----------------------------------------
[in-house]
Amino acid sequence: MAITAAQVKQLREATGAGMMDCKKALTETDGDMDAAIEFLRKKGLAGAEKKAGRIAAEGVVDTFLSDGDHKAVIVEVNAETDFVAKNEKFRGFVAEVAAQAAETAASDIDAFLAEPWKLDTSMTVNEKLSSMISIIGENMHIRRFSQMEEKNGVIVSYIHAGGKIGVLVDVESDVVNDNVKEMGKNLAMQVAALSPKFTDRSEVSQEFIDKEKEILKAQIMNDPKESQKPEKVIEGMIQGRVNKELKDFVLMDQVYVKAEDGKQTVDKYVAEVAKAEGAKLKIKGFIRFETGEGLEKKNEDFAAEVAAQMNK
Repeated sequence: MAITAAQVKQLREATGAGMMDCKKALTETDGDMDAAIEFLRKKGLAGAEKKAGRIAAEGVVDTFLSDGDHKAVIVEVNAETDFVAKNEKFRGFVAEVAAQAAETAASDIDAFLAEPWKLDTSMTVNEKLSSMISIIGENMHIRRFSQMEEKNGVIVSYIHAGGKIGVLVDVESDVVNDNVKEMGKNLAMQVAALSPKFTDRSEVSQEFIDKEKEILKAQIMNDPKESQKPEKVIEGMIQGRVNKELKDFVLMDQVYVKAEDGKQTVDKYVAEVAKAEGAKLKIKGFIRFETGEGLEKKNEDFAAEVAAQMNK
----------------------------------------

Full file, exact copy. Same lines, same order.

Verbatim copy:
[in-house]
Amino acid sequence: MAITAAQVKQLREATGAGMMDCKKALTETDGDMDAAIEFLRKKGLAGAEKKAGRIAAEGVVDTFLSDGDHKAVIVEVNAETDFVAKNEKFRGFVAEVAAQAAETAASDIDAFLAEPWKLDTSMTVNEKLSSMISIIGENMHIRRFSQMEEKNGVIVSYIHAGGKIGVLVDVESDVVNDNVKEMGKNLAMQVAALSPKFTDRSEVSQEFIDKEKEILKAQIMNDPKESQKPEKVIEGMIQGRVNKELKDFVLMDQVYVKAEDGKQTVDKYVAEVAKAEGAKLKIKGFIRFETGEGLEKKNEDFAAEVAAQMNK
Repeated sequence: MAITAAQVKQLREATGAGMMDCKKALTETDGDMDAAIEFLRKKGLAGAEKKAGRIAAEGVVDTFLSDGDHKAVIVEVNAETDFVAKNEKFRGFVAEVAAQAAETAASDIDAFLAEPWKLDTSMTVNEKLSSMISIIGENMHIRRFSQMEEKNGVIVSYIHAGGKIGVLVDVESDVVNDNVKEMGKNLAMQVAALSPKFTDRSEVSQEFIDKEKEILKAQIMNDPKESQKPEKVIEGMIQGRVNKELKDFVLMDQVYVKAEDGKQTVDKYVAEVAKAEGAKLKIKGFIRFETGEGLEKKNEDFAAEVAAQMNK